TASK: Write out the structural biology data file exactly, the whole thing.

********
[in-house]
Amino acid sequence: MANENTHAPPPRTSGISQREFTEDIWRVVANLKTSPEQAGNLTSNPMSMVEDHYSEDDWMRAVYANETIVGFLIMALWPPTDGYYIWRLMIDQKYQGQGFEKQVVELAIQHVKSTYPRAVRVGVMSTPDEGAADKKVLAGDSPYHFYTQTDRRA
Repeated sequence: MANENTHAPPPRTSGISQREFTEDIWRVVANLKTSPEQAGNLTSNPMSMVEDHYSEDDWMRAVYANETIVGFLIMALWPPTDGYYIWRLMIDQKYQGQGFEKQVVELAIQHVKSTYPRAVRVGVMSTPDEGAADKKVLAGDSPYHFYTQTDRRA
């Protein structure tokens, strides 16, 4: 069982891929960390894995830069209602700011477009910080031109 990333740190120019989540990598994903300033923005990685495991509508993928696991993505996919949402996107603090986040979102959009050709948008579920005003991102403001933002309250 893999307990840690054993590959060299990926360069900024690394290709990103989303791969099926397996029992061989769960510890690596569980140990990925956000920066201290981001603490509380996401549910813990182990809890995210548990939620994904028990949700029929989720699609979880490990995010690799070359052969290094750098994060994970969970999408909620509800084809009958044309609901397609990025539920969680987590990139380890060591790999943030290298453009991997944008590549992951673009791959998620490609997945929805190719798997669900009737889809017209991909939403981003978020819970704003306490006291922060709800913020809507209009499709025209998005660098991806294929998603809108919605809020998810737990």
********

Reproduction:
[in-house]
Amino acid sequence: MANENTHAPPPRTSGISQREFTEDIWRVVANLKTSPEQAGNLTSNPMSMVEDHYSEDDWMRAVYANETIVGFLIMALWPPTDGYYIWRLMIDQKYQGQGFEKQVVELAIQHVKSTYPRAVRVGVMSTPDEGAADKKVLAGDSPYHFYTQTDRRA
Repeated sequence: MANENTHAPPPRTSGISQREFTEDIWRVVANLKTSPEQAGNLTSNPMSMVEDHYSEDDWMRAVYANETIVGFLIMALWPPTDGYYIWRLMIDQKYQGQGFEKQVVELAIQHVKSTYPRAVRVGVMSTPDEGAADKKVLAGDSPYHFYTQTDRRA
């Protein structure tokens, strides 16, 4: 069982891929960390894995830069209602700011477009910080031109 990333740190120019989540990598994903300033923005990685495991509508993928696991993505996919949402996107603090986040979102959009050709948008579920005003991102403001933002309250 893999307990840690054993590959060299990926360069900024690394290709990103989303791969099926397996029992061989769960510890690596569980140990990925956000920066201290981001603490509380996401549910813990182990809890995210548990939620994904028990949700029929989720699609979880490990995010690799070359052969290094750098994060994970969970999408909620509800084809009958044309609901397609990025539920969680987590990139380890060591790999943030290298453009991997944008590549992951673009791959998620490609997945929805190719798997669900009737889809017209991909939403981003978020819970704003306490006291922060709800913020809507209009499709025209998005660098991806294929998603809108919605809020998810737990």